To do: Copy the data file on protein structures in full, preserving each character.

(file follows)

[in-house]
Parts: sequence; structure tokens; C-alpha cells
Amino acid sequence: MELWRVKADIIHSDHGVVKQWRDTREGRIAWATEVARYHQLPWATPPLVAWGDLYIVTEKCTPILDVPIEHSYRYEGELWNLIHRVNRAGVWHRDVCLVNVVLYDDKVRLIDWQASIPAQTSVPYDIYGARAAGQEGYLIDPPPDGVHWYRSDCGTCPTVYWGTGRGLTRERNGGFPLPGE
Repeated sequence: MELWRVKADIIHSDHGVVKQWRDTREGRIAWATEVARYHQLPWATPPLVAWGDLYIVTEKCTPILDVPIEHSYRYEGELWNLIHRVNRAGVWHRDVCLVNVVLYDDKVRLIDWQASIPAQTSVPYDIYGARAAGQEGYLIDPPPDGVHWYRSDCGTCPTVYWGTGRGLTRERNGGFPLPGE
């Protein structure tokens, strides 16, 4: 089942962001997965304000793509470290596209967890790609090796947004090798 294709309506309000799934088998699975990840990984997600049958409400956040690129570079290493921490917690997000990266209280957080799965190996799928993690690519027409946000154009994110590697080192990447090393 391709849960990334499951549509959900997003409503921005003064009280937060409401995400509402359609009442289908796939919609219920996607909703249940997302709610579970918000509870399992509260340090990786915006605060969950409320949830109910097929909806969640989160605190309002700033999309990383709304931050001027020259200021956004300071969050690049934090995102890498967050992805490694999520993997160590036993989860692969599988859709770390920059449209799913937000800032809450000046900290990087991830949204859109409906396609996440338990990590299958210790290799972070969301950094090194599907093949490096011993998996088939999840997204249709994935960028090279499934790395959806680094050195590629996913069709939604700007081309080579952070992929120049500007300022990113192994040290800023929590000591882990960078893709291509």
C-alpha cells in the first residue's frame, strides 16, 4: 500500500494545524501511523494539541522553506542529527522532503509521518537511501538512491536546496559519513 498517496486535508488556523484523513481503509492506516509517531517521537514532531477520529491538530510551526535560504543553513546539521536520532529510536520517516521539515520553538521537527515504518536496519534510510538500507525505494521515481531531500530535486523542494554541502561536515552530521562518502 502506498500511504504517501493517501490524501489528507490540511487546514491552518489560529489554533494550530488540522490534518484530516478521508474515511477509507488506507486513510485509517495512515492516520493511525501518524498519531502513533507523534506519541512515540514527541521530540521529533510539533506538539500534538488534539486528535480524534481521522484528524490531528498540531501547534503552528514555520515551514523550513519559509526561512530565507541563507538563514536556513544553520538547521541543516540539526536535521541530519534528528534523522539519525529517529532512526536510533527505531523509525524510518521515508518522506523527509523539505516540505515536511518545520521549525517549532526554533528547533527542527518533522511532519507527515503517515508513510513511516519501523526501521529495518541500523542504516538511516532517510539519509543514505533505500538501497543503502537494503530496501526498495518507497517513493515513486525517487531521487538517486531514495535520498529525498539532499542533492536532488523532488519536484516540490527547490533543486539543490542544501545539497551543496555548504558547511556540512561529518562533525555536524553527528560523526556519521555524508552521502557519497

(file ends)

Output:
[in-house]
Parts: sequence; structure tokens; C-alpha cells
Amino acid sequence: MELWRVKADIIHSDHGVVKQWRDTREGRIAWATEVARYHQLPWATPPLVAWGDLYIVTEKCTPILDVPIEHSYRYEGELWNLIHRVNRAGVWHRDVCLVNVVLYDDKVRLIDWQASIPAQTSVPYDIYGARAAGQEGYLIDPPPDGVHWYRSDCGTCPTVYWGTGRGLTRERNGGFPLPGE
Repeated sequence: MELWRVKADIIHSDHGVVKQWRDTREGRIAWATEVARYHQLPWATPPLVAWGDLYIVTEKCTPILDVPIEHSYRYEGELWNLIHRVNRAGVWHRDVCLVNVVLYDDKVRLIDWQASIPAQTSVPYDIYGARAAGQEGYLIDPPPDGVHWYRSDCGTCPTVYWGTGRGLTRERNGGFPLPGE
């Protein structure tokens, strides 16, 4: 089942962001997965304000793509470290596209967890790609090796947004090798 294709309506309000799934088998699975990840990984997600049958409400956040690129570079290493921490917690997000990266209280957080799965190996799928993690690519027409946000154009994110590697080192990447090393 391709849960990334499951549509959900997003409503921005003064009280937060409401995400509402359609009442289908796939919609219920996607909703249940997302709610579970918000509870399992509260340090990786915006605060969950409320949830109910097929909806969640989160605190309002700033999309990383709304931050001027020259200021956004300071969050690049934090995102890498967050992805490694999520993997160590036993989860692969599988859709770390920059449209799913937000800032809450000046900290990087991830949204859109409906396609996440338990990590299958210790290799972070969301950094090194599907093949490096011993998996088939999840997204249709994935960028090279499934790395959806680094050195590629996913069709939604700007081309080579952070992929120049500007300022990113192994040290800023929590000591882990960078893709291509």
C-alpha cells in the first residue's frame, strides 16, 4: 500500500494545524501511523494539541522553506542529527522532503509521518537511501538512491536546496559519513 498517496486535508488556523484523513481503509492506516509517531517521537514532531477520529491538530510551526535560504543553513546539521536520532529510536520517516521539515520553538521537527515504518536496519534510510538500507525505494521515481531531500530535486523542494554541502561536515552530521562518502 502506498500511504504517501493517501490524501489528507490540511487546514491552518489560529489554533494550530488540522490534518484530516478521508474515511477509507488506507486513510485509517495512515492516520493511525501518524498519531502513533507523534506519541512515540514527541521530540521529533510539533506538539500534538488534539486528535480524534481521522484528524490531528498540531501547534503552528514555520515551514523550513519559509526561512530565507541563507538563514536556513544553520538547521541543516540539526536535521541530519534528528534523522539519525529517529532512526536510533527505531523509525524510518521515508518522506523527509523539505516540505515536511518545520521549525517549532526554533528547533527542527518533522511532519507527515503517515508513510513511516519501523526501521529495518541500523542504516538511516532517510539519509543514505533505500538501497543503502537494503530496501526498495518507497517513493515513486525517487531521487538517486531514495535520498529525498539532499542533492536532488523532488519536484516540490527547490533543486539543490542544501545539497551543496555548504558547511556540512561529518562533525555536524553527528560523526556519521555524508552521502557519497